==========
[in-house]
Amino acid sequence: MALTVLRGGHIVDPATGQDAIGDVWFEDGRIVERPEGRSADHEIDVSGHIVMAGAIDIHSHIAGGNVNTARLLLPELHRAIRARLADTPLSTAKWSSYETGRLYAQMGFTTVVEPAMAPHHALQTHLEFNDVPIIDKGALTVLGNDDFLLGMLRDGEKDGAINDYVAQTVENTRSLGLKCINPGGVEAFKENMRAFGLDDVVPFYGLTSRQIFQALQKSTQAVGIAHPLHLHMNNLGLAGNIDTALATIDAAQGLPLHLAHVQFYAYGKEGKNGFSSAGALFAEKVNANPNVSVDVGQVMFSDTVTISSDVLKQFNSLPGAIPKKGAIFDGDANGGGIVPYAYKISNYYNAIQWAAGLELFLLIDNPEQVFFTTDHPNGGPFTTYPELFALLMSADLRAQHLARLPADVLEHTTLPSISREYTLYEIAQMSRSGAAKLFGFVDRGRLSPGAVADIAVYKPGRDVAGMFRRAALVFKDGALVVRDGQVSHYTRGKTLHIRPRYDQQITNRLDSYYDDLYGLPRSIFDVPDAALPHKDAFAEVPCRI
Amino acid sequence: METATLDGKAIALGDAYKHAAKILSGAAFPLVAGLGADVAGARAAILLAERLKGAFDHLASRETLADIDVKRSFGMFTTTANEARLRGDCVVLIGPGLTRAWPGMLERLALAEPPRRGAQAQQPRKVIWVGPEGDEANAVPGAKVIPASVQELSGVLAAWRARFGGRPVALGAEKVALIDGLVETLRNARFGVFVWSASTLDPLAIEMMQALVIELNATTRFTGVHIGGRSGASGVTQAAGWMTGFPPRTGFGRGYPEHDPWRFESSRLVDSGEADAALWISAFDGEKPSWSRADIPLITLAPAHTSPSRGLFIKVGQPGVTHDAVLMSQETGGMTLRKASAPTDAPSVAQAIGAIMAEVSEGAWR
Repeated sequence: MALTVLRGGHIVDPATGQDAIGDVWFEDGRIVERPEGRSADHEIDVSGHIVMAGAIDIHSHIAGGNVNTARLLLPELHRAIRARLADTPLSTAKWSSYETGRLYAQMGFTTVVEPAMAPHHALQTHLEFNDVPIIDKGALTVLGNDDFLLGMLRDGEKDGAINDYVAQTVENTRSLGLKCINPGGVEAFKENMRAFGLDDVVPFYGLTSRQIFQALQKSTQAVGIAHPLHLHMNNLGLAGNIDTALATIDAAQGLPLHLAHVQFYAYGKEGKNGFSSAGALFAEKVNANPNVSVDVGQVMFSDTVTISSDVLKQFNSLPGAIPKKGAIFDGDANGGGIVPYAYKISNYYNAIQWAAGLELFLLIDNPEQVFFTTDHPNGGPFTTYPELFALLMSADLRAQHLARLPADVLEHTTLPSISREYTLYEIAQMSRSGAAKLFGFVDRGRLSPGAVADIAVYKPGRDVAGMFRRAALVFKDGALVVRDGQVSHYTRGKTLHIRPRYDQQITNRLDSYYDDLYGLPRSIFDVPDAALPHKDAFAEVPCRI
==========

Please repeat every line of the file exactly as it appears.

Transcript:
[in-house]
Amino acid sequence: MALTVLRGGHIVDPATGQDAIGDVWFEDGRIVERPEGRSADHEIDVSGHIVMAGAIDIHSHIAGGNVNTARLLLPELHRAIRARLADTPLSTAKWSSYETGRLYAQMGFTTVVEPAMAPHHALQTHLEFNDVPIIDKGALTVLGNDDFLLGMLRDGEKDGAINDYVAQTVENTRSLGLKCINPGGVEAFKENMRAFGLDDVVPFYGLTSRQIFQALQKSTQAVGIAHPLHLHMNNLGLAGNIDTALATIDAAQGLPLHLAHVQFYAYGKEGKNGFSSAGALFAEKVNANPNVSVDVGQVMFSDTVTISSDVLKQFNSLPGAIPKKGAIFDGDANGGGIVPYAYKISNYYNAIQWAAGLELFLLIDNPEQVFFTTDHPNGGPFTTYPELFALLMSADLRAQHLARLPADVLEHTTLPSISREYTLYEIAQMSRSGAAKLFGFVDRGRLSPGAVADIAVYKPGRDVAGMFRRAALVFKDGALVVRDGQVSHYTRGKTLHIRPRYDQQITNRLDSYYDDLYGLPRSIFDVPDAALPHKDAFAEVPCRI
Amino acid sequence: METATLDGKAIALGDAYKHAAKILSGAAFPLVAGLGADVAGARAAILLAERLKGAFDHLASRETLADIDVKRSFGMFTTTANEARLRGDCVVLIGPGLTRAWPGMLERLALAEPPRRGAQAQQPRKVIWVGPEGDEANAVPGAKVIPASVQELSGVLAAWRARFGGRPVALGAEKVALIDGLVETLRNARFGVFVWSASTLDPLAIEMMQALVIELNATTRFTGVHIGGRSGASGVTQAAGWMTGFPPRTGFGRGYPEHDPWRFESSRLVDSGEADAALWISAFDGEKPSWSRADIPLITLAPAHTSPSRGLFIKVGQPGVTHDAVLMSQETGGMTLRKASAPTDAPSVAQAIGAIMAEVSEGAWR
Repeated sequence: MALTVLRGGHIVDPATGQDAIGDVWFEDGRIVERPEGRSADHEIDVSGHIVMAGAIDIHSHIAGGNVNTARLLLPELHRAIRARLADTPLSTAKWSSYETGRLYAQMGFTTVVEPAMAPHHALQTHLEFNDVPIIDKGALTVLGNDDFLLGMLRDGEKDGAINDYVAQTVENTRSLGLKCINPGGVEAFKENMRAFGLDDVVPFYGLTSRQIFQALQKSTQAVGIAHPLHLHMNNLGLAGNIDTALATIDAAQGLPLHLAHVQFYAYGKEGKNGFSSAGALFAEKVNANPNVSVDVGQVMFSDTVTISSDVLKQFNSLPGAIPKKGAIFDGDANGGGIVPYAYKISNYYNAIQWAAGLELFLLIDNPEQVFFTTDHPNGGPFTTYPELFALLMSADLRAQHLARLPADVLEHTTLPSISREYTLYEIAQMSRSGAAKLFGFVDRGRLSPGAVADIAVYKPGRDVAGMFRRAALVFKDGALVVRDGQVSHYTRGKTLHIRPRYDQQITNRLDSYYDDLYGLPRSIFDVPDAALPHKDAFAEVPCRI